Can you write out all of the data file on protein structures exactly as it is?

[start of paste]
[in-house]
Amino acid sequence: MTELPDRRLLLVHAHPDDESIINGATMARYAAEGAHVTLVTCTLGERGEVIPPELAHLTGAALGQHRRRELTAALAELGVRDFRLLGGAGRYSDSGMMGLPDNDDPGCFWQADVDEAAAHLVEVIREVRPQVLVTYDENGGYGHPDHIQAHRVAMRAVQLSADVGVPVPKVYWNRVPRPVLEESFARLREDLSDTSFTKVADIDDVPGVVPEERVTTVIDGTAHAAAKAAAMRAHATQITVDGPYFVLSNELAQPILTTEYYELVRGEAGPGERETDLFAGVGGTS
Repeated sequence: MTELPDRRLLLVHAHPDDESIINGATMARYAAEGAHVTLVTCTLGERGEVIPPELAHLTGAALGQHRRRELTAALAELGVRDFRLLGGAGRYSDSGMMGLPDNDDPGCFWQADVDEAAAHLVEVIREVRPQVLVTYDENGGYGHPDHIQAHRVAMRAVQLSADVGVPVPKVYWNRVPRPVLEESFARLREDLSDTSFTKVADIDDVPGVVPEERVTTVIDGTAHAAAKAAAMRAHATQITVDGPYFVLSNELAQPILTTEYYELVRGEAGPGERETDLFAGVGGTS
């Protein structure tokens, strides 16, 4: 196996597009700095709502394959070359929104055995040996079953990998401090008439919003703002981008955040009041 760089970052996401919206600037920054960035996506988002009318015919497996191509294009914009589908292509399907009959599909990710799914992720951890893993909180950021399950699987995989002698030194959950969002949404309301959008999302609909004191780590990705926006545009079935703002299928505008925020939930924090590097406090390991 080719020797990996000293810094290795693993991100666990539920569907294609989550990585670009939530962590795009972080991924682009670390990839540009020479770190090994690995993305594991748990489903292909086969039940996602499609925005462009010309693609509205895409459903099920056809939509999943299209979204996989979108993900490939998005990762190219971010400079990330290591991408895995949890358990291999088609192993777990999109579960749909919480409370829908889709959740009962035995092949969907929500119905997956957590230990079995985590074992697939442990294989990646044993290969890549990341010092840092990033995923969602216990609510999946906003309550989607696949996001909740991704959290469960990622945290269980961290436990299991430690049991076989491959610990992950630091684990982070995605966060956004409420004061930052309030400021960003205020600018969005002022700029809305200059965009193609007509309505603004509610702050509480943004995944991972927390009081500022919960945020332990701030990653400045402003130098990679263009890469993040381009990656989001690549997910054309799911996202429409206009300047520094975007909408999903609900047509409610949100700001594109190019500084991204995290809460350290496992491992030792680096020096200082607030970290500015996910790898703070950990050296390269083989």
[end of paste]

[in-house]
Amino acid sequence: MTELPDRRLLLVHAHPDDESIINGATMARYAAEGAHVTLVTCTLGERGEVIPPELAHLTGAALGQHRRRELTAALAELGVRDFRLLGGAGRYSDSGMMGLPDNDDPGCFWQADVDEAAAHLVEVIREVRPQVLVTYDENGGYGHPDHIQAHRVAMRAVQLSADVGVPVPKVYWNRVPRPVLEESFARLREDLSDTSFTKVADIDDVPGVVPEERVTTVIDGTAHAAAKAAAMRAHATQITVDGPYFVLSNELAQPILTTEYYELVRGEAGPGERETDLFAGVGGTS
Repeated sequence: MTELPDRRLLLVHAHPDDESIINGATMARYAAEGAHVTLVTCTLGERGEVIPPELAHLTGAALGQHRRRELTAALAELGVRDFRLLGGAGRYSDSGMMGLPDNDDPGCFWQADVDEAAAHLVEVIREVRPQVLVTYDENGGYGHPDHIQAHRVAMRAVQLSADVGVPVPKVYWNRVPRPVLEESFARLREDLSDTSFTKVADIDDVPGVVPEERVTTVIDGTAHAAAKAAAMRAHATQITVDGPYFVLSNELAQPILTTEYYELVRGEAGPGERETDLFAGVGGTS
């Protein structure tokens, strides 16, 4: 196996597009700095709502394959070359929104055995040996079953990998401090008439919003703002981008955040009041 760089970052996401919206600037920054960035996506988002009318015919497996191509294009914009589908292509399907009959599909990710799914992720951890893993909180950021399950699987995989002698030194959950969002949404309301959008999302609909004191780590990705926006545009079935703002299928505008925020939930924090590097406090390991 080719020797990996000293810094290795693993991100666990539920569907294609989550990585670009939530962590795009972080991924682009670390990839540009020479770190090994690995993305594991748990489903292909086969039940996602499609925005462009010309693609509205895409459903099920056809939509999943299209979204996989979108993900490939998005990762190219971010400079990330290591991408895995949890358990291999088609192993777990999109579960749909919480409370829908889709959740009962035995092949969907929500119905997956957590230990079995985590074992697939442990294989990646044993290969890549990341010092840092990033995923969602216990609510999946906003309550989607696949996001909740991704959290469960990622945290269980961290436990299991430690049991076989491959610990992950630091684990982070995605966060956004409420004061930052309030400021960003205020600018969005002022700029809305200059965009193609007509309505603004509610702050509480943004995944991972927390009081500022919960945020332990701030990653400045402003130098990679263009890469993040381009990656989001690549997910054309799911996202429409206009300047520094975007909408999903609900047509409610949100700001594109190019500084991204995290809460350290496992491992030792680096020096200082607030970290500015996910790898703070950990050296390269083989």